On Saturday November 19, Westside Park was packed with dogs. Some dogs wore sweaters and others charmed with a wag of a tail, but most wore purple bandannas in support of the fight against cancer.
American Cancer Society volunteer Carin Knighton organized the ACS-sponsored event Bark for Life to promote Relay for Life and recognize canine caregivers. Like Relay for Life, Bark for Life is a noncompetitive walk that raises funds for cancer research. At the beginning of the walk, Knighton stood under a purple tent behind a table covered with Relay for Life registration forms, donation forms and the latest issue of “The New Barker.”
“We always recognize the human caregivers at Relay for Life, but we are not able to have pets there,” Knighton said. “So many survivors have a canine caregiver who is with them 24/7. This gives us a chance to recognize them.”
This was the second time Bark for Life took place in Gainesville. Eighteen vendors, ranging from Shores Animal Hospital to the North Central Florida chapter of the Oncology Nursing Society brought giveaways and goodies to raise funds for cancer research.
Karen McLeod and Susan Frye are the presiding officers of the NCFL chapter of the Oncology Nursing Society. The organization works to encourage people to seek early detection, have open discussions with their primary care physicians, examine their family and personal histories and explore treatment options. Frye was accompanied by her sandy-colored pal, Genevieve, to help the patients she treats by working to find a cure.
“I have seen how research has been a very primary, important oncology area; and, we really have seen some amazing things with new drugs that are on the market,” she said. “It is fulfilling to be part of this piece for [the patients].”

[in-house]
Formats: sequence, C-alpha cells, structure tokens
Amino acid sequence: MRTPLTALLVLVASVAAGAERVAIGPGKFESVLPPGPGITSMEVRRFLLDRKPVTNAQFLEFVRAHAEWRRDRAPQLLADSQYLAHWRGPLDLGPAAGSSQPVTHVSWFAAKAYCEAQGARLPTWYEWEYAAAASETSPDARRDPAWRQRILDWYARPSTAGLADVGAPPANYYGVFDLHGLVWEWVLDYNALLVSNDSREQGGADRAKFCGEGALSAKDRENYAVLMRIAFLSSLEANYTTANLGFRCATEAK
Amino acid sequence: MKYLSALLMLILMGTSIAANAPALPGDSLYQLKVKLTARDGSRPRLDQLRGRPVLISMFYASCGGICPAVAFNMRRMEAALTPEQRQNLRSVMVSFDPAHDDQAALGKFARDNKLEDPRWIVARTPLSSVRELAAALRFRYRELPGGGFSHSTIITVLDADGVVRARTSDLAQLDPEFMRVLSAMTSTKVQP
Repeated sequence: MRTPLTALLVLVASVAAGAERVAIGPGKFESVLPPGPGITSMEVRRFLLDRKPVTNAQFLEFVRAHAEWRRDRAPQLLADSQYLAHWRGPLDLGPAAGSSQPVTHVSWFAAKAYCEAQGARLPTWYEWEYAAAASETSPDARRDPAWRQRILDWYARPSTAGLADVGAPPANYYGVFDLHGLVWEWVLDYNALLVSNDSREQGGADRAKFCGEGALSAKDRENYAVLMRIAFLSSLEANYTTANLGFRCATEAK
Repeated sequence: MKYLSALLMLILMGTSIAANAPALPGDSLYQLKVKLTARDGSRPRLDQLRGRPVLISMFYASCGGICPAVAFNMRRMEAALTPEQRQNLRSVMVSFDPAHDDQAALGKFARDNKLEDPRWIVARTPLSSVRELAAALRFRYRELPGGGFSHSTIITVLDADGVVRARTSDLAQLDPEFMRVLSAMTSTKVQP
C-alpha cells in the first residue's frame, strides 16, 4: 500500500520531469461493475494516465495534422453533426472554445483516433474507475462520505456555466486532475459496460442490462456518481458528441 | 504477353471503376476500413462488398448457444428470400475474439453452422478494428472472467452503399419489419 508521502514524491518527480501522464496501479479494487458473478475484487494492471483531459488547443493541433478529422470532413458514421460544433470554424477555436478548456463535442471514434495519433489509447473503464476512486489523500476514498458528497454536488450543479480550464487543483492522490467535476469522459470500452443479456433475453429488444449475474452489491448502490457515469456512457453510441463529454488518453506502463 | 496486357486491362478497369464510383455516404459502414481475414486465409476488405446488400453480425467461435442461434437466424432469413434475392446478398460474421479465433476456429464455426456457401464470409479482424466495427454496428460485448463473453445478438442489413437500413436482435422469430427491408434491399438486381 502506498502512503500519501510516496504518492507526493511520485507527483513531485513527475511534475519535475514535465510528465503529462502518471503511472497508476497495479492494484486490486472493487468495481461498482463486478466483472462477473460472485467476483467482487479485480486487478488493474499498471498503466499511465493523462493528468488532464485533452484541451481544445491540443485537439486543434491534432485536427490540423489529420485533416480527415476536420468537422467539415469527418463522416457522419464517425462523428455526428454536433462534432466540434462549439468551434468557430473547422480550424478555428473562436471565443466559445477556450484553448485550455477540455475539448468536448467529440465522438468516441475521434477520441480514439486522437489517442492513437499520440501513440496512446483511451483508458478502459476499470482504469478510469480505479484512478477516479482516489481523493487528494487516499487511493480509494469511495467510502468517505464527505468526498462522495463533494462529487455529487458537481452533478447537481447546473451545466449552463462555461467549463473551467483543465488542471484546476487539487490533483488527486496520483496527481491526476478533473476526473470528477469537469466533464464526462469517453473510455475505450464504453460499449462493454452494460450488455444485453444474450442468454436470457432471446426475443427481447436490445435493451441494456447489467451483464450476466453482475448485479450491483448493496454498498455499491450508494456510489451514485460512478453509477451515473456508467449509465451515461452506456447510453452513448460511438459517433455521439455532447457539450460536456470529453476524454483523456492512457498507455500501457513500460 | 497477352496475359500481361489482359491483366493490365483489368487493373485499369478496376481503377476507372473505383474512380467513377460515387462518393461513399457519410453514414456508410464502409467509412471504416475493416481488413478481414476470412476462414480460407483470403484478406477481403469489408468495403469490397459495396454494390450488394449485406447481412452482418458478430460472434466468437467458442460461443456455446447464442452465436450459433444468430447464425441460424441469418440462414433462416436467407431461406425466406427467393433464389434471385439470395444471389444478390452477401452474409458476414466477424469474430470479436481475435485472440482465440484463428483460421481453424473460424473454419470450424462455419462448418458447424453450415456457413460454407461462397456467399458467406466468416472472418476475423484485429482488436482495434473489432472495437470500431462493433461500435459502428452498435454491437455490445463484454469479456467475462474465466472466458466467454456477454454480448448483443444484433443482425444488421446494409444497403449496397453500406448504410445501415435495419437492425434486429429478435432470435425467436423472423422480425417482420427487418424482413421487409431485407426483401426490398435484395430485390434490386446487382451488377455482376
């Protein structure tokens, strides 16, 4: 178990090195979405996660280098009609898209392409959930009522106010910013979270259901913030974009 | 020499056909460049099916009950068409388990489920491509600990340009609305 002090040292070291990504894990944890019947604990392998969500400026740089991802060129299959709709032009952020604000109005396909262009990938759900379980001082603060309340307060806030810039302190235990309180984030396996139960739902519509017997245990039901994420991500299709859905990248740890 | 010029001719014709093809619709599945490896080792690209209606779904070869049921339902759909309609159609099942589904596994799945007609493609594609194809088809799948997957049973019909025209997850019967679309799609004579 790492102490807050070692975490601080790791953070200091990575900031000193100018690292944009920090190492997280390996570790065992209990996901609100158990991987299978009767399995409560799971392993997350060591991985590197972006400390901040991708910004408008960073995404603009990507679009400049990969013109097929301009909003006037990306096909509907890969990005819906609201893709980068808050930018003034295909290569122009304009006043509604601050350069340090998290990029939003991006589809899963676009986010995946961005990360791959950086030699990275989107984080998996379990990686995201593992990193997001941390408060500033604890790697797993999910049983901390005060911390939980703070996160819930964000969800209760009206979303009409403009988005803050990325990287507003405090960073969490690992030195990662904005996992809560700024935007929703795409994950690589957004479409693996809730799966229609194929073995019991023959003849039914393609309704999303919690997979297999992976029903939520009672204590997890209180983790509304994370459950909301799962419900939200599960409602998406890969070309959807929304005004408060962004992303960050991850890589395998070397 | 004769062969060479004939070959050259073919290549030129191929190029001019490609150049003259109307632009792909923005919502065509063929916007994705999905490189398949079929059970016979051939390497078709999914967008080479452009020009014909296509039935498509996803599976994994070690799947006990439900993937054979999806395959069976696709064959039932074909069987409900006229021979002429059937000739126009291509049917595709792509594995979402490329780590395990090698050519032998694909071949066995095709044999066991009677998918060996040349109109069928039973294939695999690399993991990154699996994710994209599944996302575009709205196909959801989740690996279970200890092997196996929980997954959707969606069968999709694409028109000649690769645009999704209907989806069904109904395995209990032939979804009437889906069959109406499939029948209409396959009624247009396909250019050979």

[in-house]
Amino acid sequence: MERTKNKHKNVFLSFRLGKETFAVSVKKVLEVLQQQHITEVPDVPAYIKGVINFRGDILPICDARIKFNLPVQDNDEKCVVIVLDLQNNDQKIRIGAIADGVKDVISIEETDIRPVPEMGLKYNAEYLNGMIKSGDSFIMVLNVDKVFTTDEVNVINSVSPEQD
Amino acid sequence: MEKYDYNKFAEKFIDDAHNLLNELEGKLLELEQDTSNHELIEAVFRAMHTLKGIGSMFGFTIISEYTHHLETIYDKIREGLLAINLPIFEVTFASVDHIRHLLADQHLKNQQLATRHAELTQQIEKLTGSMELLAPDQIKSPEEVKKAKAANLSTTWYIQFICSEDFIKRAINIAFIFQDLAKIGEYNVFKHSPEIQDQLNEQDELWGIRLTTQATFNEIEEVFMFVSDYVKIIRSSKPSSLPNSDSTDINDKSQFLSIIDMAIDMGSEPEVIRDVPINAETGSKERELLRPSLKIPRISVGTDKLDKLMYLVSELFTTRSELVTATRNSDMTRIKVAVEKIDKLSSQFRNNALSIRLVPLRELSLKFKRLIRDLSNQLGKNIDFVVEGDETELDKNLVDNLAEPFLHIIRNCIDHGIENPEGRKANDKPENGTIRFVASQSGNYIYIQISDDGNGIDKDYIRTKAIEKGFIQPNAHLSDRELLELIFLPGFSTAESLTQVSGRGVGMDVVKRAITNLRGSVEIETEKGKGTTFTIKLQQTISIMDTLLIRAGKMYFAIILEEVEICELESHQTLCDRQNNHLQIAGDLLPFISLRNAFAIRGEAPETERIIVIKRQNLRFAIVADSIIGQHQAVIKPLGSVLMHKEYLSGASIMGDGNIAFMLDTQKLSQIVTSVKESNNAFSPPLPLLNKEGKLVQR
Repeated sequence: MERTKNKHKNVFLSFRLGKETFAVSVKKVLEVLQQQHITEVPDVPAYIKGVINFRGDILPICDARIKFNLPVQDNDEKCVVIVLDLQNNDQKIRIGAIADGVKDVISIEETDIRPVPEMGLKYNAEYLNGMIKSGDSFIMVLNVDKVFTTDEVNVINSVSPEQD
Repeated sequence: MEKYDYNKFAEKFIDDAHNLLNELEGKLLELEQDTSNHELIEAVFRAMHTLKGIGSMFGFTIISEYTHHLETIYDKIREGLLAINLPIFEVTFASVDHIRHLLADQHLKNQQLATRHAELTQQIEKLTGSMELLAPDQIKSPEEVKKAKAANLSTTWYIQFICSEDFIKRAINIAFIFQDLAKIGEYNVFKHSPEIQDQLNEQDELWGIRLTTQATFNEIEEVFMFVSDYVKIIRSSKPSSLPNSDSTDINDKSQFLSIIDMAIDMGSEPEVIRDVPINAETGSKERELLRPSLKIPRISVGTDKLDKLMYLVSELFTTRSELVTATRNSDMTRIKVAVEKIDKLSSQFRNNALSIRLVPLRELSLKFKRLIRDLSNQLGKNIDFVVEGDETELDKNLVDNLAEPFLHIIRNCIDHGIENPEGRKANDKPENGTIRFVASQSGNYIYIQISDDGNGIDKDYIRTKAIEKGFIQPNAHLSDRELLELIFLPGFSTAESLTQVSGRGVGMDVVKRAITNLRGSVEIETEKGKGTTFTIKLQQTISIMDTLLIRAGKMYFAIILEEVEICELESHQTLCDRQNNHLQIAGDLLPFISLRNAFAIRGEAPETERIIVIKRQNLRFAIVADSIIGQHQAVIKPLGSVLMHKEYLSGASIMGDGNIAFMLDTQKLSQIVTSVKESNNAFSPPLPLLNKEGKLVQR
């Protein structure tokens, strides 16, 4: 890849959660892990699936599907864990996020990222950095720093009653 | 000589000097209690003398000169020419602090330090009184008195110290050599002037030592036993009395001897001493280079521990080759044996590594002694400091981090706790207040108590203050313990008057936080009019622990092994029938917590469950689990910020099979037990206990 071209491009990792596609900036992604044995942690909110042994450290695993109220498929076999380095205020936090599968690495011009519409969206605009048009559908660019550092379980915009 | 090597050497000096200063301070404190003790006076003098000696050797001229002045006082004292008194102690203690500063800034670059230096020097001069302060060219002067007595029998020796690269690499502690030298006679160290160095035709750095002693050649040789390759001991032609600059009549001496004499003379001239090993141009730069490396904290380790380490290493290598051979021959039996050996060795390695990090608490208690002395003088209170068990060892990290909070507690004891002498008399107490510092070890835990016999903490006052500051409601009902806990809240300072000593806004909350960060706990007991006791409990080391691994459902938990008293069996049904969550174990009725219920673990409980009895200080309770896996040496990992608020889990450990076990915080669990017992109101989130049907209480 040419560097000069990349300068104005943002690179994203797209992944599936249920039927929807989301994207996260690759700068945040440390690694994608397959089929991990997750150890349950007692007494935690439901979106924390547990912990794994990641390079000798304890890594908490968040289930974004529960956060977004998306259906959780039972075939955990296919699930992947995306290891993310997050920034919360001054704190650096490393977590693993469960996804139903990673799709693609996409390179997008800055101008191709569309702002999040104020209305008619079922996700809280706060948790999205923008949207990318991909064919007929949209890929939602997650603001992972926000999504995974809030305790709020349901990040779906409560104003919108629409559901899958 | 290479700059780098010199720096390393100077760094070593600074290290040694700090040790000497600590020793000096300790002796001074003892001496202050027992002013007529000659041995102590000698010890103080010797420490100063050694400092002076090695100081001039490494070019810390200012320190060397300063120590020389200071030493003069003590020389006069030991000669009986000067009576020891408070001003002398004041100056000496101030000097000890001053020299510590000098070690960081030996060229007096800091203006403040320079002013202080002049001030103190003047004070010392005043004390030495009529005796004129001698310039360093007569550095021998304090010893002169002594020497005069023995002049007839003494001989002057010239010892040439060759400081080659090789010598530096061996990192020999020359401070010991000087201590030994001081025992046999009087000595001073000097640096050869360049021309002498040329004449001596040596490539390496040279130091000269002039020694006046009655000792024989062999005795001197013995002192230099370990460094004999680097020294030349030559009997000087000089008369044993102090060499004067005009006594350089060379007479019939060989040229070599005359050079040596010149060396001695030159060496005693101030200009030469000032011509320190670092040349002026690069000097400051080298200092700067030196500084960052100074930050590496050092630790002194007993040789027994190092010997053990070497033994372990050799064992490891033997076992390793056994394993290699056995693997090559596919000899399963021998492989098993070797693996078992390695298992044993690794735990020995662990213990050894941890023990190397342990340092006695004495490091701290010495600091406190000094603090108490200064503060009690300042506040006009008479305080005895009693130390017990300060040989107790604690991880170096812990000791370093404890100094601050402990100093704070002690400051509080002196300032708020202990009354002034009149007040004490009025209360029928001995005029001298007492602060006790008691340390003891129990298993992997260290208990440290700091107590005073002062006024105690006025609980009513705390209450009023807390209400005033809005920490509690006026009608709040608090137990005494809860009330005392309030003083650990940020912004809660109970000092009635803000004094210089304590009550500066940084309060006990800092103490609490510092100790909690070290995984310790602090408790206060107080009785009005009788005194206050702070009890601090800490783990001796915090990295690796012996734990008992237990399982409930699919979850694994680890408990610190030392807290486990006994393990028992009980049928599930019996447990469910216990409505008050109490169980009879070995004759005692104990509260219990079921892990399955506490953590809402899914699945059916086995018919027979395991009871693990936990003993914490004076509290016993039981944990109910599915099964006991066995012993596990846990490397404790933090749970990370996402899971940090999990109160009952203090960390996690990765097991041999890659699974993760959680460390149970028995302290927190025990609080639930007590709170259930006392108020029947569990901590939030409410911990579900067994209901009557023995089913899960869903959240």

Wearing a quilted green vest and a purple scarf, Genevieve was not the only fashionable pooch in sight. Gigi, a beagle, wore a purple bandanna and red bow as she trotted around on her leash with her tongue flopped out of her mouth, happily welcoming newcomers. Her owner, Sarah Blanc, is on the committee for Relay for Life.
“There are studies that prove that dogs can lower our heart rates and make us happier,” Blanc said. “I just think that having a dog and having a reason to get up and go for a walk each day is just one little thing that can make life a lot better.”
Karessa Widner especially valued her dogs while some of her dear family members and friends battled cancer. She attends Relay for Life each year. In 2017, the event will be held on April 7 at Flavet Field on the University of Florida campus. Relay for Life in East Gainesville will be held May 5 at Howard W. Bishop Middle School from 6 p.m. to 2 a.m.
“We have a lot of people in our family and friends who have gone through cancer treatments or are currently going through cancer treatments,” Widner said, “and those whom we have lost to cancer.”
She brought her two cocker spaniels to the event to help raise money for a cure to benefit those she loves. By the end of the event, seven teams collectively raised $4,871.
“It’s very important to me to have the funds for research,” Widner said, “and maybe we can have a cure.”
Photography by Allison Durham